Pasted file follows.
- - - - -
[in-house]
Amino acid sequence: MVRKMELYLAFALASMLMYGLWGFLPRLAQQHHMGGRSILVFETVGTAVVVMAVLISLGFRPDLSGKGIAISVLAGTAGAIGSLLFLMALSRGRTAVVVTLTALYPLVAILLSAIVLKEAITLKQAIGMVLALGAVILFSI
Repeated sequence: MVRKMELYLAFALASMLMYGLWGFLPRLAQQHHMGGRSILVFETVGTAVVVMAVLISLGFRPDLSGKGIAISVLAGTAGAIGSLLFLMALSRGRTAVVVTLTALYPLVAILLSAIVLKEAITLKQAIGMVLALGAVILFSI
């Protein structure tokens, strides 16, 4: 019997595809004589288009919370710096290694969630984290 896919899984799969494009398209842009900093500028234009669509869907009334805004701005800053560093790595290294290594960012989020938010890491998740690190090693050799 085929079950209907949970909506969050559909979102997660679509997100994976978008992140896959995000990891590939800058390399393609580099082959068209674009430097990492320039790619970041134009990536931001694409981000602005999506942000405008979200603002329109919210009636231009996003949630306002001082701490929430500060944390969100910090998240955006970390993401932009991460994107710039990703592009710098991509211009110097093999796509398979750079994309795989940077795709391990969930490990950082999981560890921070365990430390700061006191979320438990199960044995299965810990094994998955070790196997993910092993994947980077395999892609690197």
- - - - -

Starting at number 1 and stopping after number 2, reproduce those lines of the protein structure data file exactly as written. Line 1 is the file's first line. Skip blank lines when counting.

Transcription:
[in-house]
Amino acid sequence: MVRKMELYLAFALASMLMYGLWGFLPRLAQQHHMGGRSILVFETVGTAVVVMAVLISLGFRPDLSGKGIAISVLAGTAGAIGSLLFLMALSRGRTAVVVTLTALYPLVAILLSAIVLKEAITLKQAIGMVLALGAVILFSI